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November 1980

Thiamine-Deficiency-Related Cardiac Failure-Reply

Author Affiliations

Hospital de Niños Benjamin Bloom University of El Salvador San Salvador, El Salvador
Department of Pediatrics Vanderbilt University Medical Center Nashville, TN 37232

Am J Dis Child. 1980;134(11):1099. doi:10.1001/archpedi.1980.02130230076032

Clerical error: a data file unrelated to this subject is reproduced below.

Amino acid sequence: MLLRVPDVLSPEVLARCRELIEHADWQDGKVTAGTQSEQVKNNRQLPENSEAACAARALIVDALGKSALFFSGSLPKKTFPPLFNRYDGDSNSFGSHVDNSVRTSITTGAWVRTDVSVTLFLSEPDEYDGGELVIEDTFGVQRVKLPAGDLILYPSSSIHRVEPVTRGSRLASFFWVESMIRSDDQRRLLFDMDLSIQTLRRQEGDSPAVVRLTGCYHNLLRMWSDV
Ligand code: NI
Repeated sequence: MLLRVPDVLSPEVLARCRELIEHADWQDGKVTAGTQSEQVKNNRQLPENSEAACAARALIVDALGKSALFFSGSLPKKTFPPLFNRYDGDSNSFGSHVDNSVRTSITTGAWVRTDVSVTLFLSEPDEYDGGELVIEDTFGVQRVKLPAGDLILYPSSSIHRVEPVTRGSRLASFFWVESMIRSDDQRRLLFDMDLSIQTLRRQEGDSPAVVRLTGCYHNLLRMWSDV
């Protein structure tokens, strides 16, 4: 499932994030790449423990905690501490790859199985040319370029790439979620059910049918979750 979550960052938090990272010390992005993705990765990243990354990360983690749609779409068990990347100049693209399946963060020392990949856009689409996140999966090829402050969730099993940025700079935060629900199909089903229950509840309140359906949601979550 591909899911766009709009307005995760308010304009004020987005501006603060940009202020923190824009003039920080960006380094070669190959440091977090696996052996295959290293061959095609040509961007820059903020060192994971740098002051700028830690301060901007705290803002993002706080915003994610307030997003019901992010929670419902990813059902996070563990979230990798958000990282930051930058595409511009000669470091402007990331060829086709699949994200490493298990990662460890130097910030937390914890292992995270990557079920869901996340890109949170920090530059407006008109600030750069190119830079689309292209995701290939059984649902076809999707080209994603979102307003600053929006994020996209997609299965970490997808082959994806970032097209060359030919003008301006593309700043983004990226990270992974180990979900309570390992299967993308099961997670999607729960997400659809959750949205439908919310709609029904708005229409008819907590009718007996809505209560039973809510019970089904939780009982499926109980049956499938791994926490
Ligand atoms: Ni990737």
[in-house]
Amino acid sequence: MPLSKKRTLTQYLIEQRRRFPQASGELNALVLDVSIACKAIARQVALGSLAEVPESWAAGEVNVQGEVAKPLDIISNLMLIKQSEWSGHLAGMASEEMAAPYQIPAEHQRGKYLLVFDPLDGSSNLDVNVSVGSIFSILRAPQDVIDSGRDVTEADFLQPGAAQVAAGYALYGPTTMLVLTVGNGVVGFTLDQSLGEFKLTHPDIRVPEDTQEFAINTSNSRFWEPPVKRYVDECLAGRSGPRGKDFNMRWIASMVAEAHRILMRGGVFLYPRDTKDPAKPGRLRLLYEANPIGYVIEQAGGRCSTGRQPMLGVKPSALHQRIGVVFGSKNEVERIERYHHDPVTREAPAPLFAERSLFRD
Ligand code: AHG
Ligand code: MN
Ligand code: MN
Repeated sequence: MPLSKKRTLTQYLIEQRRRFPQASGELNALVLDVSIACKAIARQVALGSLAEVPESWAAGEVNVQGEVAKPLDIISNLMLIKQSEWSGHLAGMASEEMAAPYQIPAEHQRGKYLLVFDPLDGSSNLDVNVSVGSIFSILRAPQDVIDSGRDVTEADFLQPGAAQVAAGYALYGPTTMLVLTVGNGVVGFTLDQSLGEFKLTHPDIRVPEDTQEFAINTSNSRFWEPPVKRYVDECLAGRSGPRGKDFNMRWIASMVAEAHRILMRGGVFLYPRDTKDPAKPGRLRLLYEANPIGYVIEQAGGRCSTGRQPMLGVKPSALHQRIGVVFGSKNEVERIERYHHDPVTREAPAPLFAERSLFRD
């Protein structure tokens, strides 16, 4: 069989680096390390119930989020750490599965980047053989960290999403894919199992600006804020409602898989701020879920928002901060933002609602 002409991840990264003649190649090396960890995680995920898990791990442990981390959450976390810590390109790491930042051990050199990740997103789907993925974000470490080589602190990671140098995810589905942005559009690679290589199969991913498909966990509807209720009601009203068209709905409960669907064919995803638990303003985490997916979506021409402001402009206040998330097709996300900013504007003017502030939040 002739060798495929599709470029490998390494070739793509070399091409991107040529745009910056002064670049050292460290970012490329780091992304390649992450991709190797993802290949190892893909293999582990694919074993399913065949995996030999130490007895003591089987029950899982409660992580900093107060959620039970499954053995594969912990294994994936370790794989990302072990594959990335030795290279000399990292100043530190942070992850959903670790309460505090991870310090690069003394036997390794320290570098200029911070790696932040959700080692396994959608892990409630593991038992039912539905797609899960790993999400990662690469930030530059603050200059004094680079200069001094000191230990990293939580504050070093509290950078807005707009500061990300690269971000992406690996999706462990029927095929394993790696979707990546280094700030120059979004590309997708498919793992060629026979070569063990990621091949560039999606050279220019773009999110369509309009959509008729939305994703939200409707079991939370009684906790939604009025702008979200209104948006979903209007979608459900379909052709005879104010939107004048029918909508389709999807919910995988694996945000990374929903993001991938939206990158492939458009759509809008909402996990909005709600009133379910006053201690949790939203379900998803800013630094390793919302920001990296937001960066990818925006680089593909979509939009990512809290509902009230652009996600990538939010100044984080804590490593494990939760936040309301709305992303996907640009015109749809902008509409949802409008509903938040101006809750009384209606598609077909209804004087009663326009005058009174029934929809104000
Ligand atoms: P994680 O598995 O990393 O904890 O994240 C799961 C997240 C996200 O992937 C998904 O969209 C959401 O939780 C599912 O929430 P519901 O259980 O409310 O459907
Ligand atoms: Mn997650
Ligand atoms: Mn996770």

In Reply.—When the diagnosis of beriberi heart disease is considered in an individual patient, it should be kept in mind that the genesis of the cardiovascular abnormalities are diverse and a number of variations in initial observation have been recognized.1 First, there are the classic "wet" forms, in which signs and symptoms of right-sided heart failure with normal or high cardiac output are the initially observed symptoms. Second, a fulminant or "pernicious" variant, termed Shoshin (from the Japanese sho, meaning acute damage, and shin, meaning heart), may occur with severe biventricular failure, metabolic acidosis, variable cardiac output with vascular collapse, peripheral cyanosis, and death. Treatment of beriberi therefore must be along two main lines: correcting the underlying defect, and treating the clinical manifestations. Obviously, thiamine replacement is the cornerstone of therapy. Treatment of the acidosis with sodium bicarbonate is necessary in critical cases, but it may have only

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